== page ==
How John Hammond has made the Bucks better

Bill Simmons did a running diary of the Hawks/Bucks and Thunder/Spurs games last night. Here’s what he had to say about Bucks GM John Hammond…

9:30: Johnson posts up Salmons for two, followed by Carlos Delfino (21 points) draining a 3. Bucks GM John Hammond made three great moves in the past year: The Salmons trade; gambling on Brandon Jennings at No. 10; and signing Delfino for nothing last summer. (Not only does Delfino fill up the stat sheet, play both swing spots and give you solid D, but he has a giant tattoo of a lizard on his left shoulder that looks cool in HD. There’s a lot to like.) Meanwhile, Joe Dumars ran the Pistons into the ground in the 18 months after Hammond bolted Detroit for Milwaukee. Were the two events related? Hmmmmmm.

Hammond also signed Ersan Ilyasova, who first played for the Bucks during a rough 2006-07 season when he was just 19. After a couple of years in Spain, Hammond brought him back and he has played well, averaging 10-6, 44% FG%, 35% 3PT, and playing hard-nosed defense. The signing made Richard Jefferson expendable, so Hammond traded him to the Spurs and ended up with Amir Johnson (from Detroit), whom he shipped to Toronto for Delfino, who is averaging 11-5-3 and is shooting 37% from long range, while playing tough defense on opposing wings.

I criticized the Jefferson trade at the time because I didn’t think that the Bucks got enough for him, but it turns out that with Ilyasova and Delfino, they did. Plus they’ll have significant cap space in the summer of 2011 with Jefferson and Michael Redd off the books. At that point, they’ll have six players under contract — Andrew Bogut, Brandon Jennings, Ilyasova, Delfino, Luc Mbah a Moute and Charlie Bell — and $25 million or more to spend. That’s a nice little nucleus, especially if they can keep Salmons at a reasonable price.

I also thought Hammond should have retained Ramon Sessions, but with Ridnour playing pretty well, he was expendable.

Hammond got off to a rough start in his first draft where he took Joe Alexander at #8, passing on Brook Lopez, Anthony Randolph, D.J. Augustin, Jerryd Bayless and Marreese Speights in the process. Passing on Lopez is somewhat understandable if you’re drafting for need (with Bogut already on the roster), but the team’s future would be even brighter if they had a forward like Randolph or Speights on the roster.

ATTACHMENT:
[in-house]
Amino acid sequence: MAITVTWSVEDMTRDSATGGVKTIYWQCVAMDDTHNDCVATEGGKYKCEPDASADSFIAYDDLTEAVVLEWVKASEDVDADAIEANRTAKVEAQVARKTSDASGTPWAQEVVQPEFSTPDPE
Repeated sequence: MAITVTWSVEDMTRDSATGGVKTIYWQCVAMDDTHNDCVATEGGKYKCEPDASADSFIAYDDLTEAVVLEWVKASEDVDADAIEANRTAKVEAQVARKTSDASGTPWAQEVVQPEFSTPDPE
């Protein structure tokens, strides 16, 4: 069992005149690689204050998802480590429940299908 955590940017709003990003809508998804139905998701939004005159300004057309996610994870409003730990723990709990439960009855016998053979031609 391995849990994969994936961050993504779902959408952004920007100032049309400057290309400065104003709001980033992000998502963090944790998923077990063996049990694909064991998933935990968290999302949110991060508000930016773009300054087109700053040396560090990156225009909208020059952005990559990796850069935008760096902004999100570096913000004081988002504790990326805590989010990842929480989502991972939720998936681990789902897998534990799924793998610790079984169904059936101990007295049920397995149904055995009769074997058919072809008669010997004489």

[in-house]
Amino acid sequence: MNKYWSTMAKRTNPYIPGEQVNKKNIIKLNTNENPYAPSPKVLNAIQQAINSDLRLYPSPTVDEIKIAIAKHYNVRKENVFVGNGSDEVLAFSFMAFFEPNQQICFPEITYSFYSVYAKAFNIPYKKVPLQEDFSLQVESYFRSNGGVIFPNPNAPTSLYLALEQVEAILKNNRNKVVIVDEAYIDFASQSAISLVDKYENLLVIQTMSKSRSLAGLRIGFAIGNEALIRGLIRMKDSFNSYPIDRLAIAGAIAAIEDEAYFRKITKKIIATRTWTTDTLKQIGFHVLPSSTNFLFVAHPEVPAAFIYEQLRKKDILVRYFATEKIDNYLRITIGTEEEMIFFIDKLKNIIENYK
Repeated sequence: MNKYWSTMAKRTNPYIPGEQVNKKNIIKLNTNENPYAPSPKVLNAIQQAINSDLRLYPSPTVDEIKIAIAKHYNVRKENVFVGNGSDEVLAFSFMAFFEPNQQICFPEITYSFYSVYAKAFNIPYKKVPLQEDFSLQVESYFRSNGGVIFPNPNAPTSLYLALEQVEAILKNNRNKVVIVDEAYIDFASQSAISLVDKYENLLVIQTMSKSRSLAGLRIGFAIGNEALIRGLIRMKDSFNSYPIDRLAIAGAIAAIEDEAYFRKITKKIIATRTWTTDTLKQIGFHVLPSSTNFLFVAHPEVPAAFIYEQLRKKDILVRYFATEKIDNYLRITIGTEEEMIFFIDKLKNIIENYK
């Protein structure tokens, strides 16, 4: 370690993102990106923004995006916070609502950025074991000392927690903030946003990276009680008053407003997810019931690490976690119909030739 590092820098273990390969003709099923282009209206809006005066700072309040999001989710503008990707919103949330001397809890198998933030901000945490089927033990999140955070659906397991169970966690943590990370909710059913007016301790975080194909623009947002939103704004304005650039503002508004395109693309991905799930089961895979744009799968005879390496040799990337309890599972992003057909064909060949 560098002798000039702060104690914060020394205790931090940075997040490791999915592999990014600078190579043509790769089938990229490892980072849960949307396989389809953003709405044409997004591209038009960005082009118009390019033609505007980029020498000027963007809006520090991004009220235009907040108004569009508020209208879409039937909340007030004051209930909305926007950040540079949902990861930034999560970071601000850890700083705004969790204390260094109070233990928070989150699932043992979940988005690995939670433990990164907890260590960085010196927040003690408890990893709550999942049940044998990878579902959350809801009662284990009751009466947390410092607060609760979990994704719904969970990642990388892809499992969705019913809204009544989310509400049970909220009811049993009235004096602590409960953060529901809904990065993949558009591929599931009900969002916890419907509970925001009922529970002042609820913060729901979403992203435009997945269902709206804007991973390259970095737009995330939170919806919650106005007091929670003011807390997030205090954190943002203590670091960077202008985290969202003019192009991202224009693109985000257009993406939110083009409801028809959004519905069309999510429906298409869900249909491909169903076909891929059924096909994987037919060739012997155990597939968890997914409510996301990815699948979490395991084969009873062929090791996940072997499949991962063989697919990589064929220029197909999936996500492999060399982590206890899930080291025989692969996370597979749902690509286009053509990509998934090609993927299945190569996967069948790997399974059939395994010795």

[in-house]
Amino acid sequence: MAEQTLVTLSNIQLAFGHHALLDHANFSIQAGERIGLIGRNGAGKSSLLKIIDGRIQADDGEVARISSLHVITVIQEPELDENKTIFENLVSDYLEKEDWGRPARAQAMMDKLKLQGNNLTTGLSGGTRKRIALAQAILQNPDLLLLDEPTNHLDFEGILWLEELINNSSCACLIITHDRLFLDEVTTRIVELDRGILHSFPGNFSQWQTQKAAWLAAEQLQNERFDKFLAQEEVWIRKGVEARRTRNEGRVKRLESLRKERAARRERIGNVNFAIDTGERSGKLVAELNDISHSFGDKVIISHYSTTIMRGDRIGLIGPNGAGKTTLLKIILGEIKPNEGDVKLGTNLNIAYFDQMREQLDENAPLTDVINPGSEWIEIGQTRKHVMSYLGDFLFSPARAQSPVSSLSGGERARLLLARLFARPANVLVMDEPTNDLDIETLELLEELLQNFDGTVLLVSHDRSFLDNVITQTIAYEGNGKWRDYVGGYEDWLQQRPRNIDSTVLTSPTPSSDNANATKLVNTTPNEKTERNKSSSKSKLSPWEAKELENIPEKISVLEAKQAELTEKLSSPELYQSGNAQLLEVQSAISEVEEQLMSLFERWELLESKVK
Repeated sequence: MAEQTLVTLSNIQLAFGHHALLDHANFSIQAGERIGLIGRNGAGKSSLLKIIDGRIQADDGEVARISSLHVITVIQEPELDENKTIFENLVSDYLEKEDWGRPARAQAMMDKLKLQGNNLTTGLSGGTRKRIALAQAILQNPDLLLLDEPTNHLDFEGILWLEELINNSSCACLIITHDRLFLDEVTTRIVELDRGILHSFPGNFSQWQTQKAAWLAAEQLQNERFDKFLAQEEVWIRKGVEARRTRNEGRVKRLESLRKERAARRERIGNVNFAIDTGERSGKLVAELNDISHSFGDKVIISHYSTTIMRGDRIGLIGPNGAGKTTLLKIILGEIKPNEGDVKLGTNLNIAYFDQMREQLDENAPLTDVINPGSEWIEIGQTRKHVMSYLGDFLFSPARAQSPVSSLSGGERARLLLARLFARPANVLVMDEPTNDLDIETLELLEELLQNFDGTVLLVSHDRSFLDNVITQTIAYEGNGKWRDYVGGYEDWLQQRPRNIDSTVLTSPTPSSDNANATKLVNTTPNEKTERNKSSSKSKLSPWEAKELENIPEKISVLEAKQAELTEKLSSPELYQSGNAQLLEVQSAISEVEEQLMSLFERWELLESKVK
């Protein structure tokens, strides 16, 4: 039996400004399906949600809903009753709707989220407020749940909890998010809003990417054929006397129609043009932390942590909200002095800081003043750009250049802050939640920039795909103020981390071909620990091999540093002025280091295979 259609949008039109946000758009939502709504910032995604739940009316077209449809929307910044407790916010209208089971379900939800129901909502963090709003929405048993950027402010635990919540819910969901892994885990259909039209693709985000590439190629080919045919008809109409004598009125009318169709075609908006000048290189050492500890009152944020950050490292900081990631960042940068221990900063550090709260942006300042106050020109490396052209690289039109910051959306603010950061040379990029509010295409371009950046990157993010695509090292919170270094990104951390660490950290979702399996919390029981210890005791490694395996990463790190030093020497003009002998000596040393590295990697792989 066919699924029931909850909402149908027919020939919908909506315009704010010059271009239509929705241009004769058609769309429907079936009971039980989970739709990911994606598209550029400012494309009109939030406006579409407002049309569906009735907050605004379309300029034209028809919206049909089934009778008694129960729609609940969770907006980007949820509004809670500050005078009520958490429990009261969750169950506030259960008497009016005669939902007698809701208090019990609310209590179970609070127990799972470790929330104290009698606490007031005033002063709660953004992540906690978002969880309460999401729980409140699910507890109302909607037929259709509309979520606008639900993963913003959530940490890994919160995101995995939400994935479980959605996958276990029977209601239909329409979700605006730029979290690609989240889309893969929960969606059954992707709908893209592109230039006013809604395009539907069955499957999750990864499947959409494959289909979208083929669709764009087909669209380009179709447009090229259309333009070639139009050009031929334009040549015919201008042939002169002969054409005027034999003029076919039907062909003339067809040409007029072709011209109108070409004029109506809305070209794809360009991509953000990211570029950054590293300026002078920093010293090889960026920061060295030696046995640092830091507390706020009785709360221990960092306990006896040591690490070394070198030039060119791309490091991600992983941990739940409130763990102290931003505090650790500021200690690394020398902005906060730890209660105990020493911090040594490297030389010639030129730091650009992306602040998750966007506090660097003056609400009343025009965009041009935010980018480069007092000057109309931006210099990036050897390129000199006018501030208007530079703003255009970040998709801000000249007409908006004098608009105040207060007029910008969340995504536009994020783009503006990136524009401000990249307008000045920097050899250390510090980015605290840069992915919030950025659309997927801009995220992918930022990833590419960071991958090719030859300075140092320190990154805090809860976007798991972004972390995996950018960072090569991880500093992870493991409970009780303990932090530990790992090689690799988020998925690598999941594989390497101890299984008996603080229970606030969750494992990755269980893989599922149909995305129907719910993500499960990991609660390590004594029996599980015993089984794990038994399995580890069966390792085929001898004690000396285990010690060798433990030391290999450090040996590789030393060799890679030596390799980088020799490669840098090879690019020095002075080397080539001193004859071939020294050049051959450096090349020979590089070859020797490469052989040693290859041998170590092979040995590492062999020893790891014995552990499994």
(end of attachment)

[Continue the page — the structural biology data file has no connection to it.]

Regardless, Hammond bounced back with the Jennings pick and has made a number of savvy moves to get the Bucks to where they are now. Is Milwaukee a threat to make a Finals appearance? No, but the Bradley Center is hosting some good basketball now and to fans in Milwaukee, that’s all that matters. Hammond seems to understand how to manage a small-market team and has put the franchise in a good position for years to come. That’s all you can ask for out of your general manager.

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Conley on the move?

The Racine Journal-Times is reporting that the Bucks and Grizzlies have verbally agreed on a deal that would send Mike Conley, Jr. to Milwaukee in exchange for Ramon Sessions and Joe Alexander.

I’ve been told both teams have virtually agreed on the conditions of the trade and only Bucks owner Herb Kohl had to give his stamp of approval. Bucks general manager John Hammond, reached in North Carolina where he was on a scouting trip, said it was his policy not to comment on any trade speculation.

As a Bucks fan, I don’t really want to see this trade go down. I’m not clear on why Sessions isn’t getting any run despite being the 15th most productive point guard in the league. He must be in Scott Skiles’ doghouse. That’s the only explanation. And it’s a shame because the kid has shown tremendous potential. At 22 years of age, he has a bright future ahead of him.

Neither Joe Alexander nor Mike Conley has shown a whole lot in their brief careers. Conley continues to struggle with his jumper (41%), and if the Bucks were to trade for him, it would be for his potential, not his production. I don’t understand why a team would trade for a semi-expensive, 21 year-old, unproductive point guard when they’d have to give up a cheaper, more productive 22 year-old point guard. Sessions is a better shooter and has a much better assist-to-turnover ratio (3.43 vs. 2.47). I’ve always liked Conley as a prospect, but simply stated, when comparing the two, Sessions is simply more of a proven player.

Like I said, it looks like Sessions may be in Skiles’ doghouse. While I do like the sense of discipline and defense that Skiles has brought to the Bucks, I’ll be disappointed if Milwaukee trades away a productive young player because the head coach can’t find a way to get through to him.

Four emerging NBA storylines

It’s early in the NBA season, but these four things have jumped out at me during the first week of action.

1. The Lakers are dominating, but Lamar Odom isn’t thriving off the bench.